Library seals at the beginning and end of this manuscript indicate that it was in the Mughal Royal Library. It entered the library under the reign of Akbar in 1593, was inspected several times under Jahangir. Transfers were then made during Shah Jahan's reign and it was inspected again during 'Alamgir's.
Akbar’s fascination for calligraphy and painting is well attested. He honoured master calligraphers with prestigious titles such as Zarrin Qalam and Shirin Qalam and collected manuscripts himself - for instance a Diwan of Hafiz now in the Collection of the Raza Library in Rampur or a copy of the Gulistan, copied in Bukhara and now in the Royal Asiatic Society, London. Both bear Akbar’s name and titles (Gian Carlo Calza (ed.), Akbar, The Great Emperor of India, exhibition catalogue, Milan, 2012, pp.36-37). Akbar employed a number of foreign calligraphers in his atelier, such as the Bukhara scribe Mir Husayn al-Katib who worked on the great Hamzanama. Works of Persian calligraphers were particularly prized at the Mughal court, such as those of Mir ‘Ali al-Katib (d. 1556), and many of these works found their way to royal albums. Some of Mir ‘Ali’s works were probably brought to the Mughal court by way of his son Muhammad Baqir who emigrated to India and was mentioned by Abu’l Fazl’s Chronicle of Akbar’s reign, the Ain-i Akbari (Islamic Calligraphy, exhibition catalogue, Geneva, 1998, no.54, pp.170-71).
This manuscript was copied in 1504-05 by Sultan 'Ali Mashhadi during the last years of Sultan Husayn Bayqara’s reign in Herat. Born around 1437-38, Sultan ‘Ali was considered the first among equals by calligraphers of the period. In his famous treatise, Qadi Ahmad describes his writings as the sun among other planets. He spent most of his life at Sultan Bayqara’s court in Herat but returned to Mashhad where he died 10 Rabi' I AH 926/2 March 1520 AD after the invation of Herat by the Uzbeks (V. Minorsky, Calligraphers and Painters, A Treatise by Qadi Ahmad, son of Mir Munshi, Washington, 1959, pp.101-103).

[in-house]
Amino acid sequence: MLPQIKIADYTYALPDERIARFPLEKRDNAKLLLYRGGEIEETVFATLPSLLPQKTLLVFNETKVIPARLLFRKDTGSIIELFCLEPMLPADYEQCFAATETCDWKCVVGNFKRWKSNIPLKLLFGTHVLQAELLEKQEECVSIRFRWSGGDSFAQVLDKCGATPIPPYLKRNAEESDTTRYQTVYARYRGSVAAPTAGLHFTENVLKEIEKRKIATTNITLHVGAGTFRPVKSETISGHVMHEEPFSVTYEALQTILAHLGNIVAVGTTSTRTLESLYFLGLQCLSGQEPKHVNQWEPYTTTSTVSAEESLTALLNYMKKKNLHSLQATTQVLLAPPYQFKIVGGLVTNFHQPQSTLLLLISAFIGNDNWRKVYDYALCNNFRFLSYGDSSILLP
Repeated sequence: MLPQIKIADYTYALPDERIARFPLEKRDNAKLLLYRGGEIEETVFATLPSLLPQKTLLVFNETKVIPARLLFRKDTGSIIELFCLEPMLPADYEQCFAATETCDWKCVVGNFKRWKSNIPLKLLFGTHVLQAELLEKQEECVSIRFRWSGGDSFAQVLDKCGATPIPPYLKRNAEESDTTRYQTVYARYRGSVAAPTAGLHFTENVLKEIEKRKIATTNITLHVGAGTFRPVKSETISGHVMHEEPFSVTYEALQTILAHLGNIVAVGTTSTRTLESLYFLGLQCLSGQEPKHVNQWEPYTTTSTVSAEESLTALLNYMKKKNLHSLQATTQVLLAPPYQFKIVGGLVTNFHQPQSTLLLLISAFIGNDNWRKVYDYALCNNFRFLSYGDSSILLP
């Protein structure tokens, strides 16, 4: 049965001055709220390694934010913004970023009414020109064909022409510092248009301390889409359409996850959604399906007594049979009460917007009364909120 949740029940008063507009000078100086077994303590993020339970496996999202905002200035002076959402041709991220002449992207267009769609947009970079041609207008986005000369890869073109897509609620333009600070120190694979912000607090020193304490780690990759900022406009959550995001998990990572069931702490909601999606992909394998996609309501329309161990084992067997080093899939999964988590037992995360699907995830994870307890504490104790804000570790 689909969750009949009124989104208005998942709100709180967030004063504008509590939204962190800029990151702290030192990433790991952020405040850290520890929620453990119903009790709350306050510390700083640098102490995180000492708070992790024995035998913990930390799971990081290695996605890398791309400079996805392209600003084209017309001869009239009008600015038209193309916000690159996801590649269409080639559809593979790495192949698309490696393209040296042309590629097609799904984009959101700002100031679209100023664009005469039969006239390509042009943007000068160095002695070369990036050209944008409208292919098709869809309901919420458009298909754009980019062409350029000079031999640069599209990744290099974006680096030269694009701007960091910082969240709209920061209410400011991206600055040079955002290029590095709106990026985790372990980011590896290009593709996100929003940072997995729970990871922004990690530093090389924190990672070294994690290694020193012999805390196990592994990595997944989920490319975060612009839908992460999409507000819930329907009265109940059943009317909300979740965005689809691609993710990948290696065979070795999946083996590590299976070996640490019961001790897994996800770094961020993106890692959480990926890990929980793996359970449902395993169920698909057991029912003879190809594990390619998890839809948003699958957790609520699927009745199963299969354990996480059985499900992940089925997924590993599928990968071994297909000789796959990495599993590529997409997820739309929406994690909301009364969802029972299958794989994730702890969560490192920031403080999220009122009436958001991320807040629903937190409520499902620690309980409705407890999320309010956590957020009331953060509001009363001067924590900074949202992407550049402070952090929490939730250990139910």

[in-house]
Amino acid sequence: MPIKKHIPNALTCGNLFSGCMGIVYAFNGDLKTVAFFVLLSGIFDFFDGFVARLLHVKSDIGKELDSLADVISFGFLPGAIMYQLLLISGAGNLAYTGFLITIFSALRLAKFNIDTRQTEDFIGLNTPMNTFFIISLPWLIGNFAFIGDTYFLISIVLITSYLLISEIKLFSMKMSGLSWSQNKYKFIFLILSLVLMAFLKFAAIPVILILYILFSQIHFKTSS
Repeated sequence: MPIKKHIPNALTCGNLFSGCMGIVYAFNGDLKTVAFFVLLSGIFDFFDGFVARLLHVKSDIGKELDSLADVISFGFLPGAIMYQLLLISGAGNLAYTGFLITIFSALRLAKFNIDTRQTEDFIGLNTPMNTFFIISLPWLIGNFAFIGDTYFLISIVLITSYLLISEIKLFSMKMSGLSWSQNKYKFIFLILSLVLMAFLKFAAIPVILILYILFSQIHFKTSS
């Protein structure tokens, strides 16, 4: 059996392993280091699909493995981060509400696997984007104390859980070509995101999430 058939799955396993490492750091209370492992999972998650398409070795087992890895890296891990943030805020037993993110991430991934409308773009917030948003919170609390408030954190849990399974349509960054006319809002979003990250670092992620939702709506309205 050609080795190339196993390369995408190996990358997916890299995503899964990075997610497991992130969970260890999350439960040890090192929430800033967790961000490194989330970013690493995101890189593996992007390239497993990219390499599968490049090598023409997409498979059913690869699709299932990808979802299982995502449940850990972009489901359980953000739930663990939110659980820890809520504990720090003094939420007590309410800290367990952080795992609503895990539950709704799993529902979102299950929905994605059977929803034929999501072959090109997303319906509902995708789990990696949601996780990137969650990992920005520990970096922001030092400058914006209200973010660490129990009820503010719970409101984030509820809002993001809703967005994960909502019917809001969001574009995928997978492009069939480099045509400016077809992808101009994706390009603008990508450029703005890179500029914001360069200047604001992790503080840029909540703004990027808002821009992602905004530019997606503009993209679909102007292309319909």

A celebrated copy of Jami’s Khamsa in the Chester Beatty Library, from which a detached folio sold at Christie’s, London, 4 October 2012, lot 25, shares a parallel and fascinating history with the present manuscript. Signed by Sultan ‘Ali Mashhadi in August 1520. It was copied for Badi’ al-Zaman Mirza, Sultan Husayn’s son. It entered Shah Isma’il Safavi’s library as a gift from one of Sultan Husayn’s amirs’ sons, Mirza ‘Ali Beg Amir Muhammad Baranduq Barlas, who appears in the Chronicles of Babur, alongside our scribe. The manuscript found its way to the library of ‘Abd al-Rahim Khan Khanan (1556-1627 AD), one of the most powerful Mughal nobles of his time, who was educated at Akbar's court and was then gifted to Jahangir who recorded its provenance in his own hand. It is very tempting to think that our manuscript found its way to India either through Bukhara and the Uzbek link or following the path of a learned amirs from Akbar’s entourage.
The exquisite marbled borders decorating this manuscript are executed in the 16th century fashion and are of the highest quality. Originating in Iran in the 15th century, the taste for beautiful coloured ‘clouded’ papers reached India in the last quarter of the 16th century (Navina Najat Haidar and Marika Sardar, Sultans of Deccan India, 1500-1700, exhibition catalogue, New York, 2015, p.157). It is tempting to suggest that the manuscript was re-margined in India, as it was the case for the Khamsa discussed above. The palette of bright orange and green are reminiscent of Indian manuscript illumination. However, Indian attempts at marbled paper in the 1580s appear to be too rudimentary to achieve such fine result. See for instance a copy of the Divan-i Anvari executed for Akbar in Lahore in 1588 which is copied on marbled paper (Harvard Art Museum, No.1960.117). The earliest attempt to produce marbled paper in India is recorded in Bijapur in 1580. It is possible that the manuscript was re-margined after its entry to the Royal Library in 1593.